Forum for Science, Industry and Business

Sponsored by:     3M 
Search our Site:

 

Amazon carbon sink threatened by drought

06.03.2009
The Amazon is surprisingly sensitive to drought, according to new research conducted throughout the world's largest tropical forest. The 30-year study, published today in Science, provides the first solid evidence that drought causes massive carbon loss in tropical forests, mainly through killing trees.

"For years the Amazon forest has been helping to slow down climate change. But relying on this subsidy from nature is extremely dangerous", said Professor Oliver Phillips, from the University of Leeds and the lead author of the research.

"If the earth's carbon sinks slow or go into reverse, as our results show is possible, carbon dioxide levels will rise even faster. Deeper cuts in emissions will be required to stabilise our climate."

The study, a global collaboration between more than 40 institutions, was based on the unusual 2005 drought in the Amazon. This gave scientists a glimpse into the region's future climate, in which a warming tropical North Atlantic may cause hotter and more intense dry seasons.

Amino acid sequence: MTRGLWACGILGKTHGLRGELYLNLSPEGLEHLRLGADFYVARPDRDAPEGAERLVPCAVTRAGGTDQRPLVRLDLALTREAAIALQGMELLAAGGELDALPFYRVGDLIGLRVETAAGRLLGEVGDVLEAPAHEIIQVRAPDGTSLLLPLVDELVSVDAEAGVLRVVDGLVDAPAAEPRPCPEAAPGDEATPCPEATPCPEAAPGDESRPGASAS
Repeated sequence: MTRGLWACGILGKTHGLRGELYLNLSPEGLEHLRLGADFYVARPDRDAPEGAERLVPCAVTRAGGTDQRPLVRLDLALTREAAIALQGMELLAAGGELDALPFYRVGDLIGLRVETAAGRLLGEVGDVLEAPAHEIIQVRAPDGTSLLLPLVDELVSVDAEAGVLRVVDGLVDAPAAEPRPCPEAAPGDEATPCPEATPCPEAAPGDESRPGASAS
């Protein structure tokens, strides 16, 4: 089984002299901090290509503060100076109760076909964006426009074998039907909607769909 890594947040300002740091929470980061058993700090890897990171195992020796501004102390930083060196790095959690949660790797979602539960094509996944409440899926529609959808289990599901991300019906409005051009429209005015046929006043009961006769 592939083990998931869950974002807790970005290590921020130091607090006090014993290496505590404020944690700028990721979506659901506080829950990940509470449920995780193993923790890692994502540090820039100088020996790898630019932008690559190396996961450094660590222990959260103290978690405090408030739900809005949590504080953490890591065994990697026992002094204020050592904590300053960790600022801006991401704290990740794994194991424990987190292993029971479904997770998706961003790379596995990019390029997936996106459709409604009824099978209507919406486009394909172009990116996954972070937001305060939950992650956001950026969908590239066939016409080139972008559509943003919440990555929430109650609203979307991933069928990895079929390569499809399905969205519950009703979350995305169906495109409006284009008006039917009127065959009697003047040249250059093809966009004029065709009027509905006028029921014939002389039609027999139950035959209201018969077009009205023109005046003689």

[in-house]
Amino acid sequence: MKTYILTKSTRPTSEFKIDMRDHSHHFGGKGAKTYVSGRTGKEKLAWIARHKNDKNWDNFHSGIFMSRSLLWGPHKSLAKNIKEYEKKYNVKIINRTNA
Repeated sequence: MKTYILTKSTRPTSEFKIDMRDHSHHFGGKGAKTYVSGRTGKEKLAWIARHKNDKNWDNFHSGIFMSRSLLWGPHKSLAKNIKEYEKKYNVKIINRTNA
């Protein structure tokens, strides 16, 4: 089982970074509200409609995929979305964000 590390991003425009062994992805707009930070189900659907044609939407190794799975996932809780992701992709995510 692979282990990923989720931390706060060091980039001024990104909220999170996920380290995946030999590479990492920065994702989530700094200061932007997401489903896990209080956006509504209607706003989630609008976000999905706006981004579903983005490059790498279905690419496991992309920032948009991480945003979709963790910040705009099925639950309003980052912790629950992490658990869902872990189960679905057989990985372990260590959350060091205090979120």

The 2005 drought sharply reversed decades of carbon absorption, in which Amazonia helped slow climate change.

In normal years the forest absorbs nearly 2 billion tonnes of carbon dioxide. The drought caused a loss of more than 3 billion tonnes. The total impact of the drought - 5 billion extra tonnes of carbon dioxide in the atmosphere - exceeds the annual emissions of Europe and Japan combined.

"Visually, most of the forest appeared little affected, but our records prove tree death rates accelerated. Because the region is so vast, even small ecological effects can scale-up to a large impact on the planet's carbon cycle," explained Professor Phillips.

Some species, including some important palm trees, were especially vulnerable", said Peruvian botanist and co-author Abel Monteagudo, "showing that drought threatens biodiversity too."

The Amazon accounts for more than half of the world's rainforest, covering an area 25 times as great as the United Kingdom. No other ecosystem on Earth is home to so many species nor exerts such control on the carbon cycle.

The study involved 68 scientists from 13 countries working in RAINFOR, a unique research network dedicated to monitoring the Amazonian forests.